It took five hours and 45 minutes for the supercell to traverse from Boyd County Kentucky to Nicholas County West Virginia. The average motion of the storm was 15 mph. All of the severe weather reports relayed to the National Weather Service are listed in the table below. Initially a funnel cloud was reported in Sissonville; however it was later confirmed as a microburst. The area was lucky as the supercell did not produce a tornado.
Figure 6: Cross section of the supercell as it crossed the Kanawha Nicholas County border at 2051Z.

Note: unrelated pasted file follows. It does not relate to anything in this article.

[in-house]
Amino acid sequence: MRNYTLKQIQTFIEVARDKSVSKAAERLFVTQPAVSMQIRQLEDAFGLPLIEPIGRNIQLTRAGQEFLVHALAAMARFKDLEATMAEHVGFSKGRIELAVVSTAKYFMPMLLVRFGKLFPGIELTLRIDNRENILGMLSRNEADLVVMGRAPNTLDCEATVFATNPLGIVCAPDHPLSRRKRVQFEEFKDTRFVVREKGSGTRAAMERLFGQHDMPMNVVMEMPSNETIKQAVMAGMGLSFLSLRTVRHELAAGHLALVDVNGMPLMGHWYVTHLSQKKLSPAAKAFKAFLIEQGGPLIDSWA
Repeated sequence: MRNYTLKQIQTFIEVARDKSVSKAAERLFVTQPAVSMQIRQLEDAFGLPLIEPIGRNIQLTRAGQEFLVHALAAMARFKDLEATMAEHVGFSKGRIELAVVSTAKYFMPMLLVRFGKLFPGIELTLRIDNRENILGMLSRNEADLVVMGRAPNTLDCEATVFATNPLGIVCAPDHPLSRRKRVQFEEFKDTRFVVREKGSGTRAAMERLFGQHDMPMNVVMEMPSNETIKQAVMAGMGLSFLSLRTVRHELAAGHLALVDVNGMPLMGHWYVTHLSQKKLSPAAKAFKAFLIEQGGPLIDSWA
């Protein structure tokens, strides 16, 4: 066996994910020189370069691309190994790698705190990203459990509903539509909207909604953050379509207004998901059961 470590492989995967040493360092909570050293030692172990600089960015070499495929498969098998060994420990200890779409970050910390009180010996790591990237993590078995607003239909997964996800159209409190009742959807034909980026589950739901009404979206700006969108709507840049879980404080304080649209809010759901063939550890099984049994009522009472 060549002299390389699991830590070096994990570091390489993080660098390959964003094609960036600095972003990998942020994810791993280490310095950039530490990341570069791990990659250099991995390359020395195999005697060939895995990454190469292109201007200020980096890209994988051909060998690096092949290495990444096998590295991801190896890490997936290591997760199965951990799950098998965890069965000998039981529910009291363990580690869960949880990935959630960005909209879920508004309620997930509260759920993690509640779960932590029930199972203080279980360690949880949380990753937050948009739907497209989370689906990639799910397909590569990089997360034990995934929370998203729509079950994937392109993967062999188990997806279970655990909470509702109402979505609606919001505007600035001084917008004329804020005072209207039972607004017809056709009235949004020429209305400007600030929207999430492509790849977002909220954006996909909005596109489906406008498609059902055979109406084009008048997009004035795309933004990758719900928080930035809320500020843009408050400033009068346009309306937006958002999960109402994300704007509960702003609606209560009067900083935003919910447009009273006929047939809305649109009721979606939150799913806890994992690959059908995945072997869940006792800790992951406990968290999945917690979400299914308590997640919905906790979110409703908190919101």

Note: All data below are considered preliminary. The tornado report was later verified as a microburst and is denoted in the comments section.
Doswell, C.A. III and D.W. Burgess, 1993: Tornadoes and tornadic storms: A review of conceptual models. The Tornado: Its Structure, Dynamics, Prediction, and Hazards (Church et al., eds). Amer. Geophys. Union, Geophys. Monogr. 79, 161-172.